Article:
Severe obesity can have emotional causes. In turn, it put a heavy strain on the psyche. It is therefore important to know how dietary supplements and psychotherapy can help with weight loss.
Obesity is related to the soul
Obesity is a physical problem, but is strongly related to the state of mind. Psychotherapy is therefore an important element in getting well again. It can help those affected to live healthier lives. It can help in curbing binge eating, creating and teaching motivation for healthy eating habits, integrating more exercise into everyday life, and addressing self-esteem problems.
Classified as a disease by WHO
The number of people with obesity is steadily increasing. The World Health Organization WHO has classified obesity as a chronic disease. It is also considered a risk factor for high blood pressure, but also for psychological problems.
Lose weight – set realistic goals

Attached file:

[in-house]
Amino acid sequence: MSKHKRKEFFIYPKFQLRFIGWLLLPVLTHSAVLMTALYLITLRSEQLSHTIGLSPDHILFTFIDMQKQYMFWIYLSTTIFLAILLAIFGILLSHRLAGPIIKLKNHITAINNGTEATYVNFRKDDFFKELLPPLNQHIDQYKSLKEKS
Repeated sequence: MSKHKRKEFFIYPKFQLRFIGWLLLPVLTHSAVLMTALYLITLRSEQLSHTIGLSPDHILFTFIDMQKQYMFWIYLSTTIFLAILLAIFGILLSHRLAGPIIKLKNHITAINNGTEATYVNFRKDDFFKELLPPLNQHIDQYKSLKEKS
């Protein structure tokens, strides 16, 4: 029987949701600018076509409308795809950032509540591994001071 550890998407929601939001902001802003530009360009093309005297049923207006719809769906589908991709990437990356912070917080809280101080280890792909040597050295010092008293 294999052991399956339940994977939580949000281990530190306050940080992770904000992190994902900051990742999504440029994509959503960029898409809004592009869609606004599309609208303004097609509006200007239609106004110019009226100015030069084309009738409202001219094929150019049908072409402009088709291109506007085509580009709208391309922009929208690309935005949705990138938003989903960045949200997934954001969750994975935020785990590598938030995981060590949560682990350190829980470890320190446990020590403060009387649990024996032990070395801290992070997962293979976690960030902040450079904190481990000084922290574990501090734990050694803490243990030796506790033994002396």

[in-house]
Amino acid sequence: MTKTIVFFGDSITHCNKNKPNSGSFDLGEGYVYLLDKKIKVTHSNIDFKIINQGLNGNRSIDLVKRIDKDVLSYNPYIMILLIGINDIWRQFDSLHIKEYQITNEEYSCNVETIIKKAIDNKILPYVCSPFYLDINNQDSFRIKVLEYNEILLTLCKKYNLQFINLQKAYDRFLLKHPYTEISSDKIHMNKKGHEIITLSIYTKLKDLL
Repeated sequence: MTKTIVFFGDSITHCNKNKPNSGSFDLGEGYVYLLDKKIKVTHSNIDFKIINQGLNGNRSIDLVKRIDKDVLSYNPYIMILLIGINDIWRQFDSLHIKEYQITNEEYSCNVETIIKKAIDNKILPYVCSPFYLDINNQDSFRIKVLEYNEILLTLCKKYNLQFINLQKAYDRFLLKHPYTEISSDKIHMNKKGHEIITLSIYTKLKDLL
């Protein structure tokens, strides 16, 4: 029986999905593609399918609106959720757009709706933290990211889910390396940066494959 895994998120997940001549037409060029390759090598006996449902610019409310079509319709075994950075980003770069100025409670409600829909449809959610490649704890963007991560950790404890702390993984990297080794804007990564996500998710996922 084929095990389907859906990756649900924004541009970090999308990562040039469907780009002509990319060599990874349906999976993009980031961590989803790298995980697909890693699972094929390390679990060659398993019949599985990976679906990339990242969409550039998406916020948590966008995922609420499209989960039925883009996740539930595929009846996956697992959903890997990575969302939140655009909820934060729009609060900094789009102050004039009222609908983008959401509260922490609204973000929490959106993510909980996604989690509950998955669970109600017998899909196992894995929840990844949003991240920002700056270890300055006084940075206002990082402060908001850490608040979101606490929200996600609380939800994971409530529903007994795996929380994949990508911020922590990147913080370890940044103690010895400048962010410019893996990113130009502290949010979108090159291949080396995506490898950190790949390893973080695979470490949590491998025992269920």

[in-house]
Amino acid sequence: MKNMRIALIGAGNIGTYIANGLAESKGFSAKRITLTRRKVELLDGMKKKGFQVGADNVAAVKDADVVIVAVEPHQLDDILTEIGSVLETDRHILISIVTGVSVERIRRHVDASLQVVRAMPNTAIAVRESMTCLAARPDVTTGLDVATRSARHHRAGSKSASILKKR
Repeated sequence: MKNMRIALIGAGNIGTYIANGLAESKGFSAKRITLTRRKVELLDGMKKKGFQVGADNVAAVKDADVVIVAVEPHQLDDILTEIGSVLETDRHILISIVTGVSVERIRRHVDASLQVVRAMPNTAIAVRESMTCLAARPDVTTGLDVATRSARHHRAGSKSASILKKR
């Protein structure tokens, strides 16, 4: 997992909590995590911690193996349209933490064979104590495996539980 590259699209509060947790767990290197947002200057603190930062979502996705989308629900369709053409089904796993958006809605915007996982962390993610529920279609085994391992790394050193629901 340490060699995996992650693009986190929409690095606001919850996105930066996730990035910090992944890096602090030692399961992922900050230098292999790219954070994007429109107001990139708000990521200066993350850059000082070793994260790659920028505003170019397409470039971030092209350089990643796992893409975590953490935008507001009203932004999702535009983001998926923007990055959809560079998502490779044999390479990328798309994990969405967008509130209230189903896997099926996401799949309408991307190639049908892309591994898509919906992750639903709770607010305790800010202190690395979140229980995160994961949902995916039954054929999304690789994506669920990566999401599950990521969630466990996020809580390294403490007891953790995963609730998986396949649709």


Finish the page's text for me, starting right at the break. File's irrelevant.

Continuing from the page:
A first task is realistic goals. The number of kilograms is less important than being able to do everyday things. Realistic goals are more helpful than unrealistically high and often frustrating kilo goals.
These practical measures will help
Practical measures can help here. For example, you no longer store large quantities of high-calorie food in the refrigerator so that they are not available in the first place in the event of a binge eating. Regular meals help to avoid binge eating. Instead of high-calorie food, you can store natural dietary supplements in your refrigerator. Read the reviews on Geeks Health and discover dietary supplement products that can help you lose weight. You will learn how to achieve goals for long-term results.
Some obese people tend to try to soothe negative feelings with food. In therapy, they practice not fighting stress, anger or grief with food, but with other methods such as balancing activities like sports or relaxation exercises. Patients also learn not to deal with anger with themselves, but to address problems in order to look for solutions.
At the same time, they practice rewarding themselves in ways other than food. Therapists discuss with patients what things really bring them joy. These can then serve as motivation, an alternative to eating, and increase activity.